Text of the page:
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DVD REVIEW: 'Vengeance' gives B.J. Novak a head start on great film career

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If you love “Only Murders in the Building,” you’ll embrace B.J. Novak’s “Vengeance.”

Just as clever, it mixes mystery and podcasts and comes away with a film that manages to comment on a number of levels. It’s a smart look at the country’s great divide and the media’s role in maintaining it.

Novak (who also wrote and directed) stars as Ben Manalowitz, a New York podcaster who heads to Texas when he gets a mysterious call in the middle of the night – his girlfriend has been murdered. Sadly, he doesn’t recall who she is (she was merely a hookup), but he agrees to go to her funeral in Texas. There, he meets her family, speaks at her funeral and decides further investigation could help him craft a podcast that addresses the differences between rural and urban, red and blue.

Staying in the dead woman’s room, he gets a sense of the environment that raised her and the desire to get out and start a music career.

He meets a local record producer, too, and tries to spin that restlessness into something bigger.

Ashton Kutcher stars as Quinten Sellers, the producer who wants the East Coaster to know they’re just as sophisticated in Texas.

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Still, stereotypes linger. Ben tries to fit in at a rodeo, doesn’t know Whataburger and can’t quite wrap his head around the traditions that are entrenched in the Shaw household. Ty Shaw (Boyd Holbrook), the dead woman’s brother tries to open doors to people who can help him prove she didn’t just die of an overdose.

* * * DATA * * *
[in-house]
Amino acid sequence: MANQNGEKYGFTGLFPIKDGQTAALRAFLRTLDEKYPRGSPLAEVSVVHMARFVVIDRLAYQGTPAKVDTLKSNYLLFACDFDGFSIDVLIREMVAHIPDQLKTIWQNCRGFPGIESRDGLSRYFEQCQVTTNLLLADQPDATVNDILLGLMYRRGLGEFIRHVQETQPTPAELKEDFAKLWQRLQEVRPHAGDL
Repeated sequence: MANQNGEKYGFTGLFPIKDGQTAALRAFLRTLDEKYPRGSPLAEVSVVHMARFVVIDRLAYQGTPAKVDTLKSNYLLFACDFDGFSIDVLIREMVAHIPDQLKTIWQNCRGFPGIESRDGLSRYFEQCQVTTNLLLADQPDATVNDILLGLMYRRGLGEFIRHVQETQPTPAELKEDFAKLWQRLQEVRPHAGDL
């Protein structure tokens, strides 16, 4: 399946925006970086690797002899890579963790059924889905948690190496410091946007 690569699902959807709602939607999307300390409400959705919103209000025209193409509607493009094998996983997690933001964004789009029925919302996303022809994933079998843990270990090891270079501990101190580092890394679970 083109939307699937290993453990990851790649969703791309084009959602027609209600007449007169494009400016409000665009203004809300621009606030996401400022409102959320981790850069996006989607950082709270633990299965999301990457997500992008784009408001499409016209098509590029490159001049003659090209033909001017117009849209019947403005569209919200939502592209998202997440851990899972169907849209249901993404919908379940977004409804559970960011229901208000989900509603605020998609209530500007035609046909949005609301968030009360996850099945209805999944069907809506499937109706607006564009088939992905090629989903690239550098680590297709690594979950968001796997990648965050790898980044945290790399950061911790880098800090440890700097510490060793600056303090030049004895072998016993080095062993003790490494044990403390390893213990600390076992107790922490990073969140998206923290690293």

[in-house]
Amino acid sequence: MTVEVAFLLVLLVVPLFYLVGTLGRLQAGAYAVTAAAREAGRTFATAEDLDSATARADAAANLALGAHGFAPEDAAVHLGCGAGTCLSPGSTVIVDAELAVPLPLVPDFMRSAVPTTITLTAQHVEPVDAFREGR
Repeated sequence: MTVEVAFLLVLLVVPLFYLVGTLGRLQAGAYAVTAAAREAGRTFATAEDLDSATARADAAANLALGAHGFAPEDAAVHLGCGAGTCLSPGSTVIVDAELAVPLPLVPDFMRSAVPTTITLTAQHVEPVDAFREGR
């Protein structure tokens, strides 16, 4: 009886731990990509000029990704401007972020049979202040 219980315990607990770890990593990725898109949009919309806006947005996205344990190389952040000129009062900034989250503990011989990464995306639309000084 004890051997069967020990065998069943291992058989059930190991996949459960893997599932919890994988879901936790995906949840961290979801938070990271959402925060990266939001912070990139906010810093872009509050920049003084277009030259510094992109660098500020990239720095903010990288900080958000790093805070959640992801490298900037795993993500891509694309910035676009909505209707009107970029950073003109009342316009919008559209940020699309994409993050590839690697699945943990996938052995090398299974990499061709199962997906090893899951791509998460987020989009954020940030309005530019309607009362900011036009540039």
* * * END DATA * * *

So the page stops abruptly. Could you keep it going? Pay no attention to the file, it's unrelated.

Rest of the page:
The signs don’t look good, but the atmosphere is wonderful. Ben sends recordings to his producer (Issa Rae) routinely and she’s just as smitten as he.

They get caught up in the minutiae and see themselves painting a picture of a world few have known.

Still, West Texas hasn’t been a favorite of filmmakers for nothing. Even viewers with a passing notion of the world know what’s pulling off here.

Novak makes a great story sponge. He’s eager for content but he never lets his subjects know what’s at play. Holbrook is good, too, as the good ol’ boy who’s willing to give the New Yorker just what he wants. While Dove Cameron gets some of the best lines (as one of the Shaws – they’re named for various locations), J. Smith-Cameron brings the heart, as her mother.

Podcast fans will be intrigued to see how those true-life mysteries are really crafted; others will realize this is often why East Coast media misreads the country.

“Vengeance” is a great debut film for Novak. It shows how smart writing can last much longer than any number of special effects.

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